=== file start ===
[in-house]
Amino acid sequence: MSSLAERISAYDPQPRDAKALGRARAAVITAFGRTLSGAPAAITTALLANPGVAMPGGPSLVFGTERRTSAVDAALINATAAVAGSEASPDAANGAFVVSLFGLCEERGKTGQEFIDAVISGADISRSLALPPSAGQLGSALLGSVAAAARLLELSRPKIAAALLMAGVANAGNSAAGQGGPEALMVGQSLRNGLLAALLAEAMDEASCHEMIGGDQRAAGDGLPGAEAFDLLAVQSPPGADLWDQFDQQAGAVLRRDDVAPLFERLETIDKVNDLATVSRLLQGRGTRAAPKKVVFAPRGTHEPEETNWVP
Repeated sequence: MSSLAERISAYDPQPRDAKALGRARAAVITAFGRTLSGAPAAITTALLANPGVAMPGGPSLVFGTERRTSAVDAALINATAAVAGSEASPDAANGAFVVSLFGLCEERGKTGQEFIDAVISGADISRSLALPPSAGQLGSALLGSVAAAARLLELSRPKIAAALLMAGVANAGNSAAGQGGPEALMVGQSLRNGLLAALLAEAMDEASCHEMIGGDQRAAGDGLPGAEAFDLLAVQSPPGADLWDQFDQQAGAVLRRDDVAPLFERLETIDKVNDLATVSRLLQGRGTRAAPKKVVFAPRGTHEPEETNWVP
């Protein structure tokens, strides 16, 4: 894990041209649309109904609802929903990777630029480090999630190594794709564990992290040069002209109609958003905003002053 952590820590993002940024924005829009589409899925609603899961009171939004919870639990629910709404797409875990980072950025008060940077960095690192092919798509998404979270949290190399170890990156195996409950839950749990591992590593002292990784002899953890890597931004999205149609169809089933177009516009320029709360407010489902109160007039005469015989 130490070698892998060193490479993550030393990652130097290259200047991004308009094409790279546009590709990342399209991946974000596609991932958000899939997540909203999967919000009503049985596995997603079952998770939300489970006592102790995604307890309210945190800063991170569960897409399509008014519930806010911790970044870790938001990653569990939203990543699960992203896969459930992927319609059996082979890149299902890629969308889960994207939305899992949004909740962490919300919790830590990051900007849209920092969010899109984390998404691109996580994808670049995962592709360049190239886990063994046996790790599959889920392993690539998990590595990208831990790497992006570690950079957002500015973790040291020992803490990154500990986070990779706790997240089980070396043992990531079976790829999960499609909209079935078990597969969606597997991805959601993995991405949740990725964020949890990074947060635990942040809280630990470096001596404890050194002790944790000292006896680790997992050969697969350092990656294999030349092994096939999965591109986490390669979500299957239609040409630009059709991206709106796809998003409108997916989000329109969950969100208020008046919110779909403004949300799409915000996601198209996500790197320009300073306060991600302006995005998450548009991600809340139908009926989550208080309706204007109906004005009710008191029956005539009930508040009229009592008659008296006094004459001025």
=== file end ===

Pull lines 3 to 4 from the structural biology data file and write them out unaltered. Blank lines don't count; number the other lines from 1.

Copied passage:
Repeated sequence: MSSLAERISAYDPQPRDAKALGRARAAVITAFGRTLSGAPAAITTALLANPGVAMPGGPSLVFGTERRTSAVDAALINATAAVAGSEASPDAANGAFVVSLFGLCEERGKTGQEFIDAVISGADISRSLALPPSAGQLGSALLGSVAAAARLLELSRPKIAAALLMAGVANAGNSAAGQGGPEALMVGQSLRNGLLAALLAEAMDEASCHEMIGGDQRAAGDGLPGAEAFDLLAVQSPPGADLWDQFDQQAGAVLRRDDVAPLFERLETIDKVNDLATVSRLLQGRGTRAAPKKVVFAPRGTHEPEETNWVP
């Protein structure tokens, strides 16, 4: 894990041209649309109904609802929903990777630029480090999630190594794709564990992290040069002209109609958003905003002053 952590820590993002940024924005829009589409899925609603899961009171939004919870639990629910709404797409875990980072950025008060940077960095690192092919798509998404979270949290190399170890990156195996409950839950749990591992590593002292990784002899953890890597931004999205149609169809089933177009516009320029709360407010489902109160007039005469015989 130490070698892998060193490479993550030393990652130097290259200047991004308009094409790279546009590709990342399209991946974000596609991932958000899939997540909203999967919000009503049985596995997603079952998770939300489970006592102790995604307890309210945190800063991170569960897409399509008014519930806010911790970044870790938001990653569990939203990543699960992203896969459930992927319609059996082979890149299902890629969308889960994207939305899992949004909740962490919300919790830590990051900007849209920092969010899109984390998404691109996580994808670049995962592709360049190239886990063994046996790790599959889920392993690539998990590595990208831990790497992006570690950079957002500015973790040291020992803490990154500990986070990779706790997240089980070396043992990531079976790829999960499609909209079935078990597969969606597997991805959601993995991405949740990725964020949890990074947060635990942040809280630990470096001596404890050194002790944790000292006896680790997992050969697969350092990656294999030349092994096939999965591109986490390669979500299957239609040409630009059709991206709106796809998003409108997916989000329109969950969100208020008046919110779909403004949300799409915000996601198209996500790197320009300073306060991600302006995005998450548009991600809340139908009926989550208080309706204007109906004005009710008191029956005539009930508040009229009592008659008296006094004459001025």